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"Bollocks" gents...<br /><br />I just posted something dealing with dark matter and alternative theories and as soon I finished writing it there is a new thread about dark matter. <br /><br />In that post I mentioned that it seems that the scientific community is not using its sinergies the best way and I must say that this forum is not giving the best example. <br /><br />I find great all the comments but maybe we need Sub Sections to Space & Astronomy and Ask the Astronomer to deal with this thread threath...<br /><br />Like dark matter soon we will not be able to account for all the matter in this forum...
Thanks for the link 'docm'.<br />Photons turned into axion 'particles' by magnetic field. This is what I was waiting to hear. Now you all can dig up my now dead thread 'Is everything electromagnetic?' without laughing at me. This is just a beginning, I hope. <div class="Discussion_UserSignature"> <font size="2" color="#ff0000"><strong>Earth is Boring</strong></font> </div>
Hey Borman;<br /><br />Just a few very simple questions, if the matter that comprised dark matter surrounds the Milky-Way simply does not generate energy of it's own and if it is present as physical matter, should it not reflect or absorb and re-emit the photonic energy generated by the Milky-Way? Or maybe another way of describing it is if as you indicate that the close dark matter has been absorbed by the Galaxy, would not any matter not absorbed be in the same plane as the spiral arms? If this matter were in the same plane as the spiral arms would there not be a line, observable looking opposite of the center of the galaxy where the "dark matter" should be concentrated? By the same token if the galaxy were ellipitical then should there not be an obvious semi-spheric shell behind galaxies of this character?
I got to thinking today about dark matter. Could dark matter be super large atoms that have expanded so large we cant tell thier structure because its too big and too far apart? Maybe there was much matter before the Big Bang that we cant detect because the scale difference is so vast. As our universe expands, the atoms also expand until they will become the size of galaxies. If the number of atoms from previous big bang events hasnt changed, only the scale, we may not be able to know if the atoms from previous big bangs exist or not. Perhaps dark energy also comes from the same source. Trillions X ?exp. of atoms, superlarge, drawn together by gravity causing a field of energy pervading space. Superlarge atoms would also roll right through a galactic collision and give the same gravity signature as the dark matter did on the photos recently.<br /><br />If any physicists or Astronomers think this may be a valid idea, please post, and if it is impossible, please post why.<br /><br />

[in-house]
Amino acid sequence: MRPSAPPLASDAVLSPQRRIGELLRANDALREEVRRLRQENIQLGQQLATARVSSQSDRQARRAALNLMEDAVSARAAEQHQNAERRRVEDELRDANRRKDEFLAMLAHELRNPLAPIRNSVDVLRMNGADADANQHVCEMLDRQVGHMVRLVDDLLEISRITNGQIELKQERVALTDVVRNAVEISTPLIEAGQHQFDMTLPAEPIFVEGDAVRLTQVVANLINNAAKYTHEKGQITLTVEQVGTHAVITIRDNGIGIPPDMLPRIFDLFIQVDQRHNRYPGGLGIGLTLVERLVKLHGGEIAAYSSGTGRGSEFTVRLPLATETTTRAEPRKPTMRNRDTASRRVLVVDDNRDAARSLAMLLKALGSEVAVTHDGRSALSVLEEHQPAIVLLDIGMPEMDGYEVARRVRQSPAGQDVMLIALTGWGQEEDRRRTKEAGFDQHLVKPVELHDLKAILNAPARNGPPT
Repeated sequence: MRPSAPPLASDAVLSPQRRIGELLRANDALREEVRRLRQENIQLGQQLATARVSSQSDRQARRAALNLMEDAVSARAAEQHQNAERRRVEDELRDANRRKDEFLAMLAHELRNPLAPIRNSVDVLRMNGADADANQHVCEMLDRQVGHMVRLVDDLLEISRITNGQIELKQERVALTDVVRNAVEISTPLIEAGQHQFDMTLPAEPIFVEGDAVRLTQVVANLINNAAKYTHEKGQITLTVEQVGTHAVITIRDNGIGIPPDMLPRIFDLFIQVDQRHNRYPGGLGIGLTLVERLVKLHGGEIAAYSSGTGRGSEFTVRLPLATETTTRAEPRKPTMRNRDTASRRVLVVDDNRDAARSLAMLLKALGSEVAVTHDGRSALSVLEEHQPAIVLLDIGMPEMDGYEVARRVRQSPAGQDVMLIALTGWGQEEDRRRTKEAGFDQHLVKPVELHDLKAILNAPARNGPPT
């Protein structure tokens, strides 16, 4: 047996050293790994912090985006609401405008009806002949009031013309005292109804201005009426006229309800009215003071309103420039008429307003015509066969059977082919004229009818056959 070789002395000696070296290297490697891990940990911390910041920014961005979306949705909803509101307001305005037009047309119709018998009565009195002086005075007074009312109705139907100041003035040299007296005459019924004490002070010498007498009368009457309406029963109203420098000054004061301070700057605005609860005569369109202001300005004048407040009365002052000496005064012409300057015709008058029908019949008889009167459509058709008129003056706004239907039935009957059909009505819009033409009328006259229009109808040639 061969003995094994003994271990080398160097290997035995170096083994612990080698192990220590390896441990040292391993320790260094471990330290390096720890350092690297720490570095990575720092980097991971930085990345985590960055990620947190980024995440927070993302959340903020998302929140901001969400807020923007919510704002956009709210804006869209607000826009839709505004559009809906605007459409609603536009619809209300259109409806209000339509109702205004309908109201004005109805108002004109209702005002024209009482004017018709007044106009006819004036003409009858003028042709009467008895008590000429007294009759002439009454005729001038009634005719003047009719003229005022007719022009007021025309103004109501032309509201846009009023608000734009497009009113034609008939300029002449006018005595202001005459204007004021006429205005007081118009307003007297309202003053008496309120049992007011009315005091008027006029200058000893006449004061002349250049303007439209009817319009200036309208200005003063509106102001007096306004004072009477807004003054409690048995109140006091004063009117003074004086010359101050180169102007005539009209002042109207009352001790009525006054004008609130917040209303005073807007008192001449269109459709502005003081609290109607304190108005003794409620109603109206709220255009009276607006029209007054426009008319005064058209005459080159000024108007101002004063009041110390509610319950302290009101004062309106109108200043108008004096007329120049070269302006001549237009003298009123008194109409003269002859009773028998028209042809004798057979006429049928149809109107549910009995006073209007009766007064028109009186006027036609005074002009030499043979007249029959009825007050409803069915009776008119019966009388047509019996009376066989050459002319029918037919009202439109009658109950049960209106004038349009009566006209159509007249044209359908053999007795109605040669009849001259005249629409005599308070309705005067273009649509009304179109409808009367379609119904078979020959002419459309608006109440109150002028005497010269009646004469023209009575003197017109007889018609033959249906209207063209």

I've often felt large women to be an impediment to observation.<img src="/images/icons/wink.gif" /> <div class="Discussion_UserSignature"> <em>"<font color="#333399">An organism at war with itself is a doomed organism." - Carl Sagan</font></em> </div>
Because we couldnt tell if this particle was in the room with us if our room represented .001% of its total volume. The particles would be much more smeared than the itty bitty particles. THey could be so big that many of the forces may not apply as well as they use to, like interchange of energy. Imagine if a charmed particle was the size of Everest. It would be hard to manipulte that particle. It would give an overall field effect I would imagine, over the volume of the atom. Not only that but possibly this same field type effect could be causing up to increase velocity as time goes on. It could be dark matter gravity from an number of previous big bangs, all the atoms just floating out there, some the size of solar systems or bigger. IT could create an outward pull to pull us along.
I read in Brian Greene's Fabric of the Cosmos that for a particle to inhabit one of the smaller curled-up dimensions (of the 11-dimension M-theory) its position has to be determined within a very tiny space, which creates huge uncertainty in its velocity, and because it has a small wavelength it is highly energetic, making it very tiny but very massive. It is not <i>directly</i> detected in 4D spacetime because its energy is so high it doesn't 'live' in 4D, yet we see the effects of this particle (possibly) in dark matter or dark energy. <br /> With regards to large atoms, the electron haze would be so far from the nucleus the atom's time frame would have to speed up relative to when it was smaller to keep the electrons in synch with the atomic quantum. To speed up an atom like this would change its spacetime dimensionality and so its position would change also. fr33dom, I think you've cottoned on to how to move atoms (objects) from here to there in the blink of an eye. But only spacetime expands, not electron clouds (or planets or suns etc) so atoms remain as they are in expanding spacetime, which is why things are getting farther apart.